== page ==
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I gone through this question -

why the result of : 1 ? (int *)0 : (void *)0
differs to the result of : 1 ? (int *)0 : (void *)1

How it is differ ? It should be 0 or (int*)0.
How to check the result ?
Where we can use such type of expression ?

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@K-ballo: Why? It is not giving any compilation error. –  Vikram Dec 30 '12 at 19:58
    
@ouah: void* and void* differ? That's the type of both a and b ;) –  Lightness Races in Orbit Dec 30 '12 at 20:58
    
So, where are you finding this a problem, @Vikram? –  Lightness Races in Orbit Dec 30 '12 at 21:00
    
@LightnessRacesinOrbit that's not true, take a look at the answers. –  ouah Dec 30 '12 at 21:03
    
@ouah: I don't need to. The declarations are void *a, *b;. No further information is necessary. –  Lightness Races in Orbit Dec 30 '12 at 21:04

2 Answers 2

up vote 16 down vote accepted

The only difference is in types: the first one returns an int *, the second one returns a void *.

From C11 standard, §6.5.15 Conditional operator, ¶6:

If both the second and third operands are pointers or one is a null pointer constant and the other is a pointer, the result type is a pointer to a type qualified with all the type qualifiers of the types referenced by both operands. Furthermore, if both operands are pointers to compatible types or to differently qualified versions of compatible types, the result type is a pointer to an appropriately qualified version of the composite type; if one operand is a null pointer constant, the result has the type of the other operand; otherwise, one operand is a pointer to void or a qualified version of void, in which case the result type is a pointer to an appropriately qualified version of void.

(emphasis mine)

Remember that a pointer to non-void cannot be a null pointer constant but just a null pointer. C11 §6.3.2.3 Pointers, ¶3:

An integer constant expression with the value 0, or such an expression cast to type void *, is called a null pointer constant.66) If a null pointer constant is converted to a pointer type, the resulting pointer, called a null pointer, is guaranteed to compare unequal to a pointer to any object or function.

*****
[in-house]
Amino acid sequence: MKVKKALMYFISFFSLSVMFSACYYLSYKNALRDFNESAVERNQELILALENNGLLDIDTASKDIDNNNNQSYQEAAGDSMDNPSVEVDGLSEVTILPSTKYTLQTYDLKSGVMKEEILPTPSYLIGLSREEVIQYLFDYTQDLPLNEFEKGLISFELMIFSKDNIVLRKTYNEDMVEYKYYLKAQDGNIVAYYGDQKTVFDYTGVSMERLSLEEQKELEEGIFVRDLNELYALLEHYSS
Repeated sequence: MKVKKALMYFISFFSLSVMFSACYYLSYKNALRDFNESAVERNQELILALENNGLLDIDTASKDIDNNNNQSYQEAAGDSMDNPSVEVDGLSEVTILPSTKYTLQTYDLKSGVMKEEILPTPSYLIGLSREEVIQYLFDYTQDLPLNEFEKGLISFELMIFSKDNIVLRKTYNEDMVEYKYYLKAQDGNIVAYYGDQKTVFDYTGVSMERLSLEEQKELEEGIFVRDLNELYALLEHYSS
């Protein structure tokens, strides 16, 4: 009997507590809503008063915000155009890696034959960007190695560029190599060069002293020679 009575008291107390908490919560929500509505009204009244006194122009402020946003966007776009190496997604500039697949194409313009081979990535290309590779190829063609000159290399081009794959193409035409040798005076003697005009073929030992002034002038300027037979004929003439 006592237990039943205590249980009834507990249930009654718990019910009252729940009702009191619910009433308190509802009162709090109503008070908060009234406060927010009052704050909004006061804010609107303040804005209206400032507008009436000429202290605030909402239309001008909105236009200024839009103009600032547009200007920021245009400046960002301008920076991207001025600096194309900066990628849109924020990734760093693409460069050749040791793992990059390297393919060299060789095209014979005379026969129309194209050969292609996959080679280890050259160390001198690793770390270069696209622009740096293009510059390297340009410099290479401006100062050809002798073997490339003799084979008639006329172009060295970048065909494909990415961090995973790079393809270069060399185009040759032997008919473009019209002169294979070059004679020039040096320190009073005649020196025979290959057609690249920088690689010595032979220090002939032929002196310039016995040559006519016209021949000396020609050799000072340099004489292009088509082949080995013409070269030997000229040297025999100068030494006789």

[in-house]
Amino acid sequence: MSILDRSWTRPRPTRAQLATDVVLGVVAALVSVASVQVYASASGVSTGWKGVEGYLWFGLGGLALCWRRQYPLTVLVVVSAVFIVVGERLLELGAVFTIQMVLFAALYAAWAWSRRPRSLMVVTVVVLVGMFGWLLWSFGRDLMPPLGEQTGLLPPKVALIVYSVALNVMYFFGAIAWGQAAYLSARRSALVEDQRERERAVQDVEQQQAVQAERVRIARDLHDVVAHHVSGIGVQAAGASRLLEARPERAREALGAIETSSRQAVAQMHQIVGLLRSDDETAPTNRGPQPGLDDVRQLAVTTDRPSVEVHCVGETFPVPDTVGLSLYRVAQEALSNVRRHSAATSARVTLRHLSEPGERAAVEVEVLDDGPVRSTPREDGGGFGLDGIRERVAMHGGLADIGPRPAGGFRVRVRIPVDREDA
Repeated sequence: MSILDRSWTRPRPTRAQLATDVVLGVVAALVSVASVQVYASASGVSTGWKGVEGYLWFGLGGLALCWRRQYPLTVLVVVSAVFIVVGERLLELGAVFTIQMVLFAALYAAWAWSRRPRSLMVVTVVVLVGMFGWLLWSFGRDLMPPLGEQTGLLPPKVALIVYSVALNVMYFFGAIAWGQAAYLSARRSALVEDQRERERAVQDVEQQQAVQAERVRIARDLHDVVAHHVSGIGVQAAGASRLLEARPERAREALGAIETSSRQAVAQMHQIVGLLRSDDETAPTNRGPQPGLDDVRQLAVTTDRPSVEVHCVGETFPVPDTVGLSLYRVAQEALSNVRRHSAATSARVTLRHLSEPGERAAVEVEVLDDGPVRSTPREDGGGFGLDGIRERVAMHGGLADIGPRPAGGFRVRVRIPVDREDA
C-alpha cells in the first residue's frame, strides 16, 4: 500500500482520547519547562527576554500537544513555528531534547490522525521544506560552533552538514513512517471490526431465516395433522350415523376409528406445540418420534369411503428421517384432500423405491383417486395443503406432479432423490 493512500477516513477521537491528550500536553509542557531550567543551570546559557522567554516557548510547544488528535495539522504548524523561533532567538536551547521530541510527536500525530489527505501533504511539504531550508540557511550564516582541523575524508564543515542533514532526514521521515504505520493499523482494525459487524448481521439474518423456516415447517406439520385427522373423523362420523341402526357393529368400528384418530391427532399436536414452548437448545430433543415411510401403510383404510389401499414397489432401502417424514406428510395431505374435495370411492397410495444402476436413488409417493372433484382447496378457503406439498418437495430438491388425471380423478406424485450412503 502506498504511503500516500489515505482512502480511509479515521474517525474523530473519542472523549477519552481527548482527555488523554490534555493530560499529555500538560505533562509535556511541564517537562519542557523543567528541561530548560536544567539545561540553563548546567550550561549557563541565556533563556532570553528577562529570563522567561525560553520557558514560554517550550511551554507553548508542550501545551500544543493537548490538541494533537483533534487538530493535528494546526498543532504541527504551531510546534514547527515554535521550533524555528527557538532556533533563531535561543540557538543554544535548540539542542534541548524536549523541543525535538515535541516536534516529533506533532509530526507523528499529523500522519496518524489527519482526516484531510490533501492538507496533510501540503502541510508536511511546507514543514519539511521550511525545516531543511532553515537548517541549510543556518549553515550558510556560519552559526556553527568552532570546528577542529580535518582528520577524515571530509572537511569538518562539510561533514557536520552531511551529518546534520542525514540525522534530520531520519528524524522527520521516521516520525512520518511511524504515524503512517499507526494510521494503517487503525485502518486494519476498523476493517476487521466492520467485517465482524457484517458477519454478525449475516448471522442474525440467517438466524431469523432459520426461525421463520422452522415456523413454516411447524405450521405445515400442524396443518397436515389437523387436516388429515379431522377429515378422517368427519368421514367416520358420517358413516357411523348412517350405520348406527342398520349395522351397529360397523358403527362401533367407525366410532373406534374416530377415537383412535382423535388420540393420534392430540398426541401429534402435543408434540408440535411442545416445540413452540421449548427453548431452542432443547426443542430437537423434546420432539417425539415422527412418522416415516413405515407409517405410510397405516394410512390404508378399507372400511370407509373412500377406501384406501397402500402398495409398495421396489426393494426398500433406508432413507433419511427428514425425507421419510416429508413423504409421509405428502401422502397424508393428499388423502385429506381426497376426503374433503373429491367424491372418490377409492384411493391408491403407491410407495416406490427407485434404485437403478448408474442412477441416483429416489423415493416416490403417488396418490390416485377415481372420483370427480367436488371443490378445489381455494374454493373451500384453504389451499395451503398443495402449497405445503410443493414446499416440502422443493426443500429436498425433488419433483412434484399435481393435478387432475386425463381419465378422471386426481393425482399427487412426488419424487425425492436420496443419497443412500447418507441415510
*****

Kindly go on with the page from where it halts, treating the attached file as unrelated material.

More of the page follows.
66) The macro NULL is defined in <stddef.h> (and other headers) as a null pointer constant; see 7.19.

So, here:

1 ? (int *) 0 : (void *) 0

(int *) 0 is just a null pointer while (void *) 0 is a null pointer constant, so the result has type int * ("if one operand is a null pointer constant, the result has the type of the other operand").

while here:

1 ? (int *) 0 : (void *) 1

there are no null pointer constants (only a null pointer, the first one), so the result has the composite type void * ("if both operands are pointers to compatible types or to differently qualified versions of compatible types, the result type is a pointer to an appropriately qualified version of the composite type").

The results have different types but they are both null pointers. Also note that the result is never 0 as you say in your question, it's always a pointer.

Unfortunately there is no standard way to see the difference in C, C++ has some support about it (typeinfo) but results are different there.

Where we can use such type of expression?

I can't think about a useful and concrete use of this obscure corner of the language.

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2  
This answer is certainly wrong. 1 is regarded as true, so both operations evaluate to ((int *)0). –  user529758 Dec 30 '12 at 20:05
    
The second expression does not have any null pointer constant, so it returns the composite type void *, while the first one has a null pointer constant so it returns "the other type" int *, I don't understand, can you clarify please? 0 converted to int * is not a null pointer constant. Anyway, I will add something to make my answer clearer, right or wrong. –  effeffe Dec 30 '12 at 20:08
    
@H2CO3 strange, but 1 ? (int *)0 : (void *)1 actually yields the value (void *) 0 –  ouah Dec 30 '12 at 20:10
    
@ouah Not that strange, regarding that ?: requires some consistency between the types of its last two operands. –  user529758 Dec 30 '12 at 20:11
2  
Here I found a good explanation - carolina.mff.cuni.cz/~trmac/blog/2005/… –  Vikram Dec 30 '12 at 20:15

So effeffe already answered on why the two expressions differ:

1 ? (int *) 0 : (void *) 0  // yield (int *) 0
1 ? (int *) 0 : (void *) 1  // yield (void *) 0

To answer this question now:

How to check the result ?

With gcc you can use typeof extension and __builtin_types_compatible_p builtin function:

// The two expressions differ
printf("%d\n", __builtin_types_compatible_p(typeof(1 ? (int *) 0 : (void *) 0), typeof(1 ? (int *) 0 : (void *) 1)));

// First expression yield (int *) 0
printf("%d\n", __builtin_types_compatible_p(typeof((int *) 0), typeof( 0 ? (int *)0 : (void *)0  )));

// Second expression yield (void *) 0
printf("%d\n", __builtin_types_compatible_p(typeof((void *) 0), typeof( 1 ? (int *)0 : (void *)1  )));
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